Anyway, this past weekend saw Prue and I at a big recreation centre presenting Made Marion's wares to the public. As the 'wild card', given we don't really sell any paper craft stuff at all.
Prue (my right hand woman) and I flanking our domain
Foreground - our "make & take" table all set up. Prue showed dozens of people how to needle felt over the weekend, and many of them discovered a new hobby in the process!
The vista beyond our little corner of paperdise. Man I could spend some serious money on scrapbooking papers, they are almost as tempting as fat quarters!
Some of our pretties. The orange retro fabric forming our table skirt is probably going to be a maxi dress for summer for ME. It is SOOOO gorgeous! 
I was quite hyped before the fair - I've done heaps of markets but always where the focus was on what I was selling - what do you take to a fair focussed on card making and scrap booking, when you don't sell that stuff?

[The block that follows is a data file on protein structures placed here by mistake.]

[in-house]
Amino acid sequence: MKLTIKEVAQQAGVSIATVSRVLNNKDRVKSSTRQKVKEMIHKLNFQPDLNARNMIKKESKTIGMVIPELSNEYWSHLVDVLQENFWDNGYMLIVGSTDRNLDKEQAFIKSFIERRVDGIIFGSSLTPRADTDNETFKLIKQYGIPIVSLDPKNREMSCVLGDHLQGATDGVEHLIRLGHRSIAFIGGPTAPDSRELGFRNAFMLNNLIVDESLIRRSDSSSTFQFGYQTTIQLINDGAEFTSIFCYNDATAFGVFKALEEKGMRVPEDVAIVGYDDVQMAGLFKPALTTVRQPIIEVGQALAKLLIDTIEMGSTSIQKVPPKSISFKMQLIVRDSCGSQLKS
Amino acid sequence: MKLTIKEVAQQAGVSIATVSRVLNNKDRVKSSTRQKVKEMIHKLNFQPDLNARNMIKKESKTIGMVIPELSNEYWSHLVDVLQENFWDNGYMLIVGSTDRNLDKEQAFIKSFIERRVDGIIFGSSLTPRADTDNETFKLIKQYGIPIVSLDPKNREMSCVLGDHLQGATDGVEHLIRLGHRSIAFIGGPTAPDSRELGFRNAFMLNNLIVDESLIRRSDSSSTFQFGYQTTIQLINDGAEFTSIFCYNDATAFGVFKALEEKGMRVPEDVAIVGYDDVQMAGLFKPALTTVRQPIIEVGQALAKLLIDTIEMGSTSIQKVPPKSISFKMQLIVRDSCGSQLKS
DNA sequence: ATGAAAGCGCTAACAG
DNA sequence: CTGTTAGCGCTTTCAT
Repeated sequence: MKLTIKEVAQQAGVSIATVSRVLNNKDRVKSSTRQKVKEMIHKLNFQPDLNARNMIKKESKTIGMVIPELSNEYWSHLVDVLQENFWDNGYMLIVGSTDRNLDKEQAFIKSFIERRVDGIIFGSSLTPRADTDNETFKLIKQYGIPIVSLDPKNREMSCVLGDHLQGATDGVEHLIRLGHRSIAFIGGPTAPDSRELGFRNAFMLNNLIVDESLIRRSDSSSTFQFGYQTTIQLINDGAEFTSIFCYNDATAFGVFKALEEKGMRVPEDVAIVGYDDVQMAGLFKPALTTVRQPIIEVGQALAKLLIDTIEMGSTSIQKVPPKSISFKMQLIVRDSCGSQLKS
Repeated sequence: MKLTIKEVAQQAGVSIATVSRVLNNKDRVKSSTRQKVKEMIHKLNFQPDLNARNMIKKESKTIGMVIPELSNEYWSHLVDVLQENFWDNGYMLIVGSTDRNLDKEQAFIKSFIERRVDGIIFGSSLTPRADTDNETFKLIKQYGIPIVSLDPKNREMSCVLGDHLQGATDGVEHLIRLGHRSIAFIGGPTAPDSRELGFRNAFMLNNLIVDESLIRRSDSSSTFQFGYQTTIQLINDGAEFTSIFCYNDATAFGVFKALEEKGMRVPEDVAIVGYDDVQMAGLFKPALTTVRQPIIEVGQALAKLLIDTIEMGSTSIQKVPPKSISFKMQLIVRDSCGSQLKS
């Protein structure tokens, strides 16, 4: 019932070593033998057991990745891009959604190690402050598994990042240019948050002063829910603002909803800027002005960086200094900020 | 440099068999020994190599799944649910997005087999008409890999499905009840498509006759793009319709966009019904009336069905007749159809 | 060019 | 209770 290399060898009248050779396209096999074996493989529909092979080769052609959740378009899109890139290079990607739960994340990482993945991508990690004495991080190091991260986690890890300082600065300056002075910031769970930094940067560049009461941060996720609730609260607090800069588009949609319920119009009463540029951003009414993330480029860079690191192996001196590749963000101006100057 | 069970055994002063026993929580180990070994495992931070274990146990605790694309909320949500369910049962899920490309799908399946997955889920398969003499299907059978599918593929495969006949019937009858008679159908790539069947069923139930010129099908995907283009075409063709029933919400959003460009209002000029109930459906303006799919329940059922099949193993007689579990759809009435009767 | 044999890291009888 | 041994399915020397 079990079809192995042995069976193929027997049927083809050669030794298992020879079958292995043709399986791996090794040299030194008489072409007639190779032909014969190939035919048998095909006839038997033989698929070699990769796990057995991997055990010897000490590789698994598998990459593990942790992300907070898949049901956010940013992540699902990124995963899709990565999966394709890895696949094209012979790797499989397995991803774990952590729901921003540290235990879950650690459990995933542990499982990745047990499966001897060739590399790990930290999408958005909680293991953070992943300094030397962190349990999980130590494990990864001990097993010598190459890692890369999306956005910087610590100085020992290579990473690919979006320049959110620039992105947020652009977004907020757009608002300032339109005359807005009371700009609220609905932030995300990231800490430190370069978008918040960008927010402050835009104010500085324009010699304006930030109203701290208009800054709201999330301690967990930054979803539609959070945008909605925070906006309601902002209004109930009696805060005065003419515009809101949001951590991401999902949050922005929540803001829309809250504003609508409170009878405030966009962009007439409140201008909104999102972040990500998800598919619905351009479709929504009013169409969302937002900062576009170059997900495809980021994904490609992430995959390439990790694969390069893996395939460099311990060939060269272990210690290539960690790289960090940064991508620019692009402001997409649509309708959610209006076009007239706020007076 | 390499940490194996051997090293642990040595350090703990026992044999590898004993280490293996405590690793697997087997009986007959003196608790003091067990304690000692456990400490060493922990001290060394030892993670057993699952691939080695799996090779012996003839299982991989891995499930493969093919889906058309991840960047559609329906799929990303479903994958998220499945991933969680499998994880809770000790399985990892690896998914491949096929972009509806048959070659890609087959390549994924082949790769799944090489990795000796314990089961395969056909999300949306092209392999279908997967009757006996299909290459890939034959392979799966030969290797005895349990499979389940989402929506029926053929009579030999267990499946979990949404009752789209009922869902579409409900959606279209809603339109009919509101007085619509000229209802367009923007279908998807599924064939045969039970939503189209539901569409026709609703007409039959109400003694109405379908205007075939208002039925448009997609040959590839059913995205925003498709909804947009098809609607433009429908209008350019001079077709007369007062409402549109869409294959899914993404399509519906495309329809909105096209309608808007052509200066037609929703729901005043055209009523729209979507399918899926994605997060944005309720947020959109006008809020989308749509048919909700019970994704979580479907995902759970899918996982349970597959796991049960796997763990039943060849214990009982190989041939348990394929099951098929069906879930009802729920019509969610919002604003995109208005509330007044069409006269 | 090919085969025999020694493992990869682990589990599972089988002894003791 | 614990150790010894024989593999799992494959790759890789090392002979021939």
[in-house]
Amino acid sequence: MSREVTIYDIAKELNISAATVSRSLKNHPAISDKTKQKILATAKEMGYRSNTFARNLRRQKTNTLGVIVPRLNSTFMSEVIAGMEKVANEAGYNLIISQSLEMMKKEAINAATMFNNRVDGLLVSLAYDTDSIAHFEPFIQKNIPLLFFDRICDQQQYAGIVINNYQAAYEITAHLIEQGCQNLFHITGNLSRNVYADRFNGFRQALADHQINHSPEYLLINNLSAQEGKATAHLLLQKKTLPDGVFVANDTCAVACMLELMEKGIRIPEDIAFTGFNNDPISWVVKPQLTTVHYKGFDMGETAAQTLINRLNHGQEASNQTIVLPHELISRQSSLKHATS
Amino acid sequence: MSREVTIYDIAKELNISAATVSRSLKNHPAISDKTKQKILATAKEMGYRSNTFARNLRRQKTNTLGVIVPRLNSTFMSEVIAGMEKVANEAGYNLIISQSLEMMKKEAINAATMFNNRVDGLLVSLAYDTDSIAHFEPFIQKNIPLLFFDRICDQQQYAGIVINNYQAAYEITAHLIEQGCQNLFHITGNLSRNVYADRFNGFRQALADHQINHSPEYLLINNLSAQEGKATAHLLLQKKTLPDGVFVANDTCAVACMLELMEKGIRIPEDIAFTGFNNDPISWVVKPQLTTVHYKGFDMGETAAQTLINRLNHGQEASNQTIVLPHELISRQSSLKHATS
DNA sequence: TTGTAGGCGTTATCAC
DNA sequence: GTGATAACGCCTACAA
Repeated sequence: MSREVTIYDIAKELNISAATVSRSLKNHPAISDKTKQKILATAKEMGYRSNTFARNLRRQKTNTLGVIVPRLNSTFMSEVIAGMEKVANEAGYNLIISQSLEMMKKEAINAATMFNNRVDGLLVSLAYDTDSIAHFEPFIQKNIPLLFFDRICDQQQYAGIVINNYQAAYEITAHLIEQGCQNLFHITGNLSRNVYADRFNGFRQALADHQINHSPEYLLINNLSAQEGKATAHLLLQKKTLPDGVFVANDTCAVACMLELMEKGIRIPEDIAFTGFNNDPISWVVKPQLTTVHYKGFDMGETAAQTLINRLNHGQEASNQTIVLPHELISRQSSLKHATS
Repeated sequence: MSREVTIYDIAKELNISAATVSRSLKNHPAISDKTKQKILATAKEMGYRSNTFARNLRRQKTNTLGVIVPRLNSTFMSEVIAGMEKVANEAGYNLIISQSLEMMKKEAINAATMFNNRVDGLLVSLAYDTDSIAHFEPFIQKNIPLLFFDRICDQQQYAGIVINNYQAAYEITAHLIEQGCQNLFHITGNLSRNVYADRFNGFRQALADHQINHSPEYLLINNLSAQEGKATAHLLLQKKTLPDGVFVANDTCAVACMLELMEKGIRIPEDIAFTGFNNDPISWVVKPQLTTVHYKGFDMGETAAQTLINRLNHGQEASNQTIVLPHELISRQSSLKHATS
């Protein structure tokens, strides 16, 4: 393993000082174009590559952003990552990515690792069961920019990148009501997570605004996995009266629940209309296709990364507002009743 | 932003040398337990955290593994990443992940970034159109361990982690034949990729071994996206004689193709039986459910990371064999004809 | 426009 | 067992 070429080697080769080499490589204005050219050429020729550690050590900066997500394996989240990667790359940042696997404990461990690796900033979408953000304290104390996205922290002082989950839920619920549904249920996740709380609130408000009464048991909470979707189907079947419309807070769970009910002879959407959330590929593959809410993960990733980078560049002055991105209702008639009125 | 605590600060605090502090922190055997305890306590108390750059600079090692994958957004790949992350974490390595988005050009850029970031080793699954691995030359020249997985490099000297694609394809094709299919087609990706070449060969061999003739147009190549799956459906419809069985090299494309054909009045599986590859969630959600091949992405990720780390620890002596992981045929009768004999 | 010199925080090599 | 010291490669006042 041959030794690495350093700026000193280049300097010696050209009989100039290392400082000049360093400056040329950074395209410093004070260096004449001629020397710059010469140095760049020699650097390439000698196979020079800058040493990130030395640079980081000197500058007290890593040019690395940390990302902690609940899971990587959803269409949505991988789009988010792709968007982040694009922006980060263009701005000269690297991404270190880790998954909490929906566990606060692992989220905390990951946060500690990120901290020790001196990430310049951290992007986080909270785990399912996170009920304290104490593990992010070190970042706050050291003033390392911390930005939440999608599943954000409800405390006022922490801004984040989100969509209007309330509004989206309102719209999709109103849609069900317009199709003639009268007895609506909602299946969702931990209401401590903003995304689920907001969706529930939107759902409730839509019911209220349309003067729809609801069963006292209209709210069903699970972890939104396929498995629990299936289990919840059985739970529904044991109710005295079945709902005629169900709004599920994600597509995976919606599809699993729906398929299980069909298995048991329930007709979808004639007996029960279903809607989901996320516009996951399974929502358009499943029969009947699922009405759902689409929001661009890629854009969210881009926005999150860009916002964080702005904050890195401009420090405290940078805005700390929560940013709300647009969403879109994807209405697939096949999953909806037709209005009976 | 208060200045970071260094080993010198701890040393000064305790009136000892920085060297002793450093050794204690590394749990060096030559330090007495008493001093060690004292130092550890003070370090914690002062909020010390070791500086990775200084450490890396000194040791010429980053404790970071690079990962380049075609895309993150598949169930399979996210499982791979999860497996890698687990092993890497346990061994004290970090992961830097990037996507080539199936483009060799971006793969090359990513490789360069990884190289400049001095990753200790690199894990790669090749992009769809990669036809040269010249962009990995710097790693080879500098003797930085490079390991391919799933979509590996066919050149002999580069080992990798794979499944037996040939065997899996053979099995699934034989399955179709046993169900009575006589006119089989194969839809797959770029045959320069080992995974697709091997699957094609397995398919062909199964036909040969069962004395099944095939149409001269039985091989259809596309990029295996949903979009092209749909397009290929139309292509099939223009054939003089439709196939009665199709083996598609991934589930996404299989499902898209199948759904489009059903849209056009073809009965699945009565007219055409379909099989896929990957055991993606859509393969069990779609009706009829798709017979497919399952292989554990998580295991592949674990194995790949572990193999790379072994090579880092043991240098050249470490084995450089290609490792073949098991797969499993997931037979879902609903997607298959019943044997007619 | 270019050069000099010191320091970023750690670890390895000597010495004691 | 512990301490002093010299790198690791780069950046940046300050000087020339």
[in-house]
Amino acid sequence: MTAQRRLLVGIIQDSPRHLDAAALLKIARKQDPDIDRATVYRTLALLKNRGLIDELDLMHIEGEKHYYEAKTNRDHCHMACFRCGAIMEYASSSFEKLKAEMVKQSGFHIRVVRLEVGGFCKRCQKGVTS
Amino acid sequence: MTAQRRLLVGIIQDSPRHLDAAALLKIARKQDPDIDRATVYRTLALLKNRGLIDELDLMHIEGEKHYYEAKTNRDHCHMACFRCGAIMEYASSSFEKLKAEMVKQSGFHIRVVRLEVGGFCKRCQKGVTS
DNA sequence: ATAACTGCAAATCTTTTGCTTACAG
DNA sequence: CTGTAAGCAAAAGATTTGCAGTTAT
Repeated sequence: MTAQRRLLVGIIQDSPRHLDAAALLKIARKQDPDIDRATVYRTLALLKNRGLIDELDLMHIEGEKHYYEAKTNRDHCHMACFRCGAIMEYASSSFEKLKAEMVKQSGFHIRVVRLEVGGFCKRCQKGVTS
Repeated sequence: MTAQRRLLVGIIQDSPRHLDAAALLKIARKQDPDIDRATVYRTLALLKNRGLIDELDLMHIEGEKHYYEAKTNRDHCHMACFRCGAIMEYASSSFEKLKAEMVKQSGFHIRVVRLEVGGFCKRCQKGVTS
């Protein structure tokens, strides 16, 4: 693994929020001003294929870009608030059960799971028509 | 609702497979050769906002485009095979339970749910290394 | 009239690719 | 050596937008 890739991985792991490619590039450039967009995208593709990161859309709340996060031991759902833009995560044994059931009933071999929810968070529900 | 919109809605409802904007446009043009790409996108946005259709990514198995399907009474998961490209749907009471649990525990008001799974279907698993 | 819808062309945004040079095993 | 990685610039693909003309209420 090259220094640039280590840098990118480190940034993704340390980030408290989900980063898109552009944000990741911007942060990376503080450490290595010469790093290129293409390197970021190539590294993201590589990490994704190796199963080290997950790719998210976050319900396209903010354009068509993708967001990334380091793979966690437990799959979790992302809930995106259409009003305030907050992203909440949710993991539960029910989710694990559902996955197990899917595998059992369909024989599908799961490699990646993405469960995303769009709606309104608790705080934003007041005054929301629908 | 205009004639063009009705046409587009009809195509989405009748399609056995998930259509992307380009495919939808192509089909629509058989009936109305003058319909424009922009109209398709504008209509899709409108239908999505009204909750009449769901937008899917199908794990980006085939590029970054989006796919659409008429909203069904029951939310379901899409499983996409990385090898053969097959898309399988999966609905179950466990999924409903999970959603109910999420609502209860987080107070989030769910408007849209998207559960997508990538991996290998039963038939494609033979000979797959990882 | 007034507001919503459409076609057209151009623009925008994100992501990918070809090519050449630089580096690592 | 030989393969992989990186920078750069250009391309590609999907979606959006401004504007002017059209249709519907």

Turns out, you take sparkly things, lace and pretty ribbons. We sold these things in small but constant quantities all weekend, while Prue was busy converting the paper lovin' heathens to needle felting and selling HEAPS. My contribution was telling wide-eyed children about the secret mountain in the South Island where the multi-coloured sheep graze, which is where we get the coloured wool from... YEAH RIGHT!
We had a great weekend, met lots of new people and gave out lots of cards. It's nice to get out and about with the 'brand' so to speak and I can't wait until my next chance at Aethercon, the steam punk convention. A VERY different product mix will be going there! :)